what to call climate change where we live 

© 2020 The New York Times Company

Why I like this climate change graph: It is a type of graphical display that students don’t usually see in class. Data visualizations that incorporate geographical information by displaying data on a map are becoming very common in the media, and it is helpful for students to see these kinds of graphs. This graph has students think about the different effects of climate change and how that varies by region of the country through its use of color. It also incorporates the degree of risk by varying the intensity of the color.  


How are the graphs being used? 

The graphs are being used in a variety of ways. Many K-12 teachers have their students consider each week’s graph and participate in the online discussion. The feature began in 2017, and by the end of this school year, there will have been 126 graphs featured and more than 110 Stat Nuggets addressed in the Reveals for those graphs. There have been over 38,000 student responses in the online discussions. 

In addition, many more K-12 and university teachers are using the graphs as part of their classroom instruction. All of the graphs are part of an archive that can be searched by type of graph, context addressed — such as environment, health and wellness, and income inequality — and statistics topic, so teachers are turning to the archive as a source of current, relevant examples for use in their classrooms. Because the graphical displays are also often multivariable, teachers are finding them to be a great resource for examples that provide students with opportunities to develop multivariable thinking as well as graphical literacy. Although we don’t have an exact number, we estimate that there have been more than 800,000 visits to the feature’s website.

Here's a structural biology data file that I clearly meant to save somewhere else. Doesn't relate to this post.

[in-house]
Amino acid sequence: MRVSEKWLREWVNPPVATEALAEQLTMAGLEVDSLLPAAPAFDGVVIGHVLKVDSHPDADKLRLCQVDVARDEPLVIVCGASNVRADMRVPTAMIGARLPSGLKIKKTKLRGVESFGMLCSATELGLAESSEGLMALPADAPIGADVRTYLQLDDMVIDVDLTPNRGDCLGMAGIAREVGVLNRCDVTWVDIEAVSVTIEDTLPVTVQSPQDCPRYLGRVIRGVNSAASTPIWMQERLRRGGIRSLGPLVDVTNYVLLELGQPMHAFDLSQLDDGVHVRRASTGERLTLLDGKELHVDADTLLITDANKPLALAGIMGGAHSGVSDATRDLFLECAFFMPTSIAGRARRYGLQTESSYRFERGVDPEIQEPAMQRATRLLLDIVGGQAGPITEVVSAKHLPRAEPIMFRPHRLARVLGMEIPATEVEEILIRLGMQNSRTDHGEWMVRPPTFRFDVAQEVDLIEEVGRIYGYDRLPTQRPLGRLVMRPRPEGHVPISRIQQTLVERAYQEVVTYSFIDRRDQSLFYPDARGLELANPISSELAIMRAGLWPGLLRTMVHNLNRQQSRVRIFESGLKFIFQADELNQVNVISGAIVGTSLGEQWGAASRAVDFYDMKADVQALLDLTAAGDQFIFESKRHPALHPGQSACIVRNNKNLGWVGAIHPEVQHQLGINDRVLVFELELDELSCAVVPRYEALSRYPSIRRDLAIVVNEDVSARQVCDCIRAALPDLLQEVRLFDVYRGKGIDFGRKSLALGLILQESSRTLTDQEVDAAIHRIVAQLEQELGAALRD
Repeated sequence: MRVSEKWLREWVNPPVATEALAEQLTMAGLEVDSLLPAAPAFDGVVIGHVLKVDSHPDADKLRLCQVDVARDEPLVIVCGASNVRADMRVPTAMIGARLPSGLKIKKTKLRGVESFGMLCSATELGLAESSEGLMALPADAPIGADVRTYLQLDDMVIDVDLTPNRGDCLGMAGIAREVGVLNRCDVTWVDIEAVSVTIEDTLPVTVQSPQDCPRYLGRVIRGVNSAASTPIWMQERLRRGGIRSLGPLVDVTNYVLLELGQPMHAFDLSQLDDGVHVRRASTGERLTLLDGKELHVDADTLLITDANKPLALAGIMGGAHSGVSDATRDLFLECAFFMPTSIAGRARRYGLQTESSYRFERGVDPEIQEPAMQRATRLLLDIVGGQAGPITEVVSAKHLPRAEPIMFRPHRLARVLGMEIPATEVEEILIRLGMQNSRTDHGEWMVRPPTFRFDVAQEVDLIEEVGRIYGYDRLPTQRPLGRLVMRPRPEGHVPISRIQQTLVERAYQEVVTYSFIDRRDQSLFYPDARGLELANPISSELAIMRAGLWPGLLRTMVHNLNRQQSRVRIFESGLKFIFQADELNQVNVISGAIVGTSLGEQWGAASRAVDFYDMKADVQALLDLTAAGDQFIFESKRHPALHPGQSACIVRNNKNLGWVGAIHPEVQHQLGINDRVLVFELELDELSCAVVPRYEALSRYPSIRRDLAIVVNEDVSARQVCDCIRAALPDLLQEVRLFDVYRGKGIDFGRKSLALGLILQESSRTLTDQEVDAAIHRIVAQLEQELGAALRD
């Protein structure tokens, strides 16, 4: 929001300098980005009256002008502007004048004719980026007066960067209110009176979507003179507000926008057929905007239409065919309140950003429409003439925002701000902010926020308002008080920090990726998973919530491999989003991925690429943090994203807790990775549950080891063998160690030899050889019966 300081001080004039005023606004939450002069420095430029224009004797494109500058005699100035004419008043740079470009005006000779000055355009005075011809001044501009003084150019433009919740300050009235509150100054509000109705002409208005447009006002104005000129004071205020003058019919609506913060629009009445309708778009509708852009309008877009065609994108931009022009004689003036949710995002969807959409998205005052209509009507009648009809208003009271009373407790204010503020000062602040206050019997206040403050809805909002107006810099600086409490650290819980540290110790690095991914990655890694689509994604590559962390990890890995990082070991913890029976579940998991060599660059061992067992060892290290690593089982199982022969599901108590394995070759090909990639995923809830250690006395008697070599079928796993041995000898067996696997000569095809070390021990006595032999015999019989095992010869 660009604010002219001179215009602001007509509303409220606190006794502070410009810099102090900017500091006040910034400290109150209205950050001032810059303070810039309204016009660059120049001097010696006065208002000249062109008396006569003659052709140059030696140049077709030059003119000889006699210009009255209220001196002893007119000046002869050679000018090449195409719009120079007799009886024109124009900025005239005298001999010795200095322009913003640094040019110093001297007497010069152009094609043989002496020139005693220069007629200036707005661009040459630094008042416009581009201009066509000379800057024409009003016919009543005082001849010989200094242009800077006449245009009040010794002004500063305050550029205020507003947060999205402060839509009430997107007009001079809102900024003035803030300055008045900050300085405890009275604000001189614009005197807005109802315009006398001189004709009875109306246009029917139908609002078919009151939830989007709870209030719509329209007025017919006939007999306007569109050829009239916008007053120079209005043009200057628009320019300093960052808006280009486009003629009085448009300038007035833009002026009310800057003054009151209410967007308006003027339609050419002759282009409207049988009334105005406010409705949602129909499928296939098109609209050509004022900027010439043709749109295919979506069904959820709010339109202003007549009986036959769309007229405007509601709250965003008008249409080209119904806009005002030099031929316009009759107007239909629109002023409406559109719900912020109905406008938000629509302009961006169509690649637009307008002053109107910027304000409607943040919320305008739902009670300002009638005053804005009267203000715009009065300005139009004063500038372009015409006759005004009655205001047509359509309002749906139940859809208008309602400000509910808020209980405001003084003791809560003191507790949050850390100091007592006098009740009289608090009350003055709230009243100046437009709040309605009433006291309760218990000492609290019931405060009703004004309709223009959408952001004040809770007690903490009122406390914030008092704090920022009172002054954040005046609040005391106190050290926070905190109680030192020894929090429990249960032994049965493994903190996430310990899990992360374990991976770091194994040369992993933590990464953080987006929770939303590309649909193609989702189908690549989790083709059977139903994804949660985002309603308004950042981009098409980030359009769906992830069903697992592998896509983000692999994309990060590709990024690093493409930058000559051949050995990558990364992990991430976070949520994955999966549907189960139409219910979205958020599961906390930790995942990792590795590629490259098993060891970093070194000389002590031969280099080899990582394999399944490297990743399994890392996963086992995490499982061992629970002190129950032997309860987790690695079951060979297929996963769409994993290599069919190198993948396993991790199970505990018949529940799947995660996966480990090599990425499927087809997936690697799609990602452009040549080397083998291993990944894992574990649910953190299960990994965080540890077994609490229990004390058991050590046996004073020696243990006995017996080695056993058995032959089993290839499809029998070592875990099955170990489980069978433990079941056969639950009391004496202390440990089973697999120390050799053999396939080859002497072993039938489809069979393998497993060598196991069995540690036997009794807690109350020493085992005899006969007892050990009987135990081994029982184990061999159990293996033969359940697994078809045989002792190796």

How might Cal Poly statistics alumni want to interact with these graphs? 

Many of our alumni are now teaching at the K-12 and university level, and if they are not familiar with this feature it will be worth exploring it as a resource to support their teaching. Others may be interested in seeing all of the creative ways that multivariable data can be displayed and communicated visually. The New York Times has some very talented graphic designers who are able to create visually appealing graphs that are an honest representation of the underlying data (not always the case with graphical displays in the media!).  

Those with school age children might consider asking their kids to notice and wonder about a graph that they think would be meaningful to them. Or consider volunteering to visit your local middle or high school to lead a discussion of a favorite graph! 


Any ideas on what’s coming next? 

What’s Going On in This Graph? has been seeing increasing participation every year since it began, and both The New York Times and the American Statistical Association are committed to continuing to offer this resource. I am looking forward to continuing the search for interesting visual displays and meaningful contexts that will encourage students and teachers to engage with and learn from data.